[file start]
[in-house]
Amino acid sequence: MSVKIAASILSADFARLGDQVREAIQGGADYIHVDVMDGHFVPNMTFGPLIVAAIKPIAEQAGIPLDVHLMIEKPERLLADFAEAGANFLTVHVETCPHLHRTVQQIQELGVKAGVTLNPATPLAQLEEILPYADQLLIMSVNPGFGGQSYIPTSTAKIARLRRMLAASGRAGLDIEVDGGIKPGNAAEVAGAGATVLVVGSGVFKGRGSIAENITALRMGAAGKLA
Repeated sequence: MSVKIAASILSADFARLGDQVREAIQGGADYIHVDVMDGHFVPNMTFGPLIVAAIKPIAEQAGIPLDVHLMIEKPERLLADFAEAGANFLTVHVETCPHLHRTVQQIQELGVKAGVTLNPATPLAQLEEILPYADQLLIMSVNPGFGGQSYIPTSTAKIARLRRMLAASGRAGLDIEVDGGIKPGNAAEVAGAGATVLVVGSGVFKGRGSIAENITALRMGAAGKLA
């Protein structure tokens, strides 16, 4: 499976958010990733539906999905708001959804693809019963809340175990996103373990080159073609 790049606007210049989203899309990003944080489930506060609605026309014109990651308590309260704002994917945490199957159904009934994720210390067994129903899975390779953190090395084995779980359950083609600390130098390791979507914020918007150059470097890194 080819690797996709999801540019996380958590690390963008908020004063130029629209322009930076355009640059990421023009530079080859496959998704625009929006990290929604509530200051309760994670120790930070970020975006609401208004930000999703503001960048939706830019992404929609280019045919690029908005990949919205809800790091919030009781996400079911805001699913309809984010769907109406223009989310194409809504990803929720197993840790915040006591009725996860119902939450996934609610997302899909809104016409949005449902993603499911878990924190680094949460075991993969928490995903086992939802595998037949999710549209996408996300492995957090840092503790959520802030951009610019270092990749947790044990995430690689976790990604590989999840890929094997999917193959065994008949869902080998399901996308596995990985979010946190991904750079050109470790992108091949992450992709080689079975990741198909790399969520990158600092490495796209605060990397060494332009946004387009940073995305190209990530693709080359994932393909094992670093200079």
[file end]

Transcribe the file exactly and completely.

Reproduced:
[in-house]
Amino acid sequence: MSVKIAASILSADFARLGDQVREAIQGGADYIHVDVMDGHFVPNMTFGPLIVAAIKPIAEQAGIPLDVHLMIEKPERLLADFAEAGANFLTVHVETCPHLHRTVQQIQELGVKAGVTLNPATPLAQLEEILPYADQLLIMSVNPGFGGQSYIPTSTAKIARLRRMLAASGRAGLDIEVDGGIKPGNAAEVAGAGATVLVVGSGVFKGRGSIAENITALRMGAAGKLA
Repeated sequence: MSVKIAASILSADFARLGDQVREAIQGGADYIHVDVMDGHFVPNMTFGPLIVAAIKPIAEQAGIPLDVHLMIEKPERLLADFAEAGANFLTVHVETCPHLHRTVQQIQELGVKAGVTLNPATPLAQLEEILPYADQLLIMSVNPGFGGQSYIPTSTAKIARLRRMLAASGRAGLDIEVDGGIKPGNAAEVAGAGATVLVVGSGVFKGRGSIAENITALRMGAAGKLA
């Protein structure tokens, strides 16, 4: 499976958010990733539906999905708001959804693809019963809340175990996103373990080159073609 790049606007210049989203899309990003944080489930506060609605026309014109990651308590309260704002994917945490199957159904009934994720210390067994129903899975390779953190090395084995779980359950083609600390130098390791979507914020918007150059470097890194 080819690797996709999801540019996380958590690390963008908020004063130029629209322009930076355009640059990421023009530079080859496959998704625009929006990290929604509530200051309760994670120790930070970020975006609401208004930000999703503001960048939706830019992404929609280019045919690029908005990949919205809800790091919030009781996400079911805001699913309809984010769907109406223009989310194409809504990803929720197993840790915040006591009725996860119902939450996934609610997302899909809104016409949005449902993603499911878990924190680094949460075991993969928490995903086992939802595998037949999710549209996408996300492995957090840092503790959520802030951009610019270092990749947790044990995430690689976790990604590989999840890929094997999917193959065994008949869902080998399901996308596995990985979010946190991904750079050109470790992108091949992450992709080689079975990741198909790399969520990158600092490495796209605060990397060494332009946004387009940073995305190209990530693709080359994932393909094992670093200079």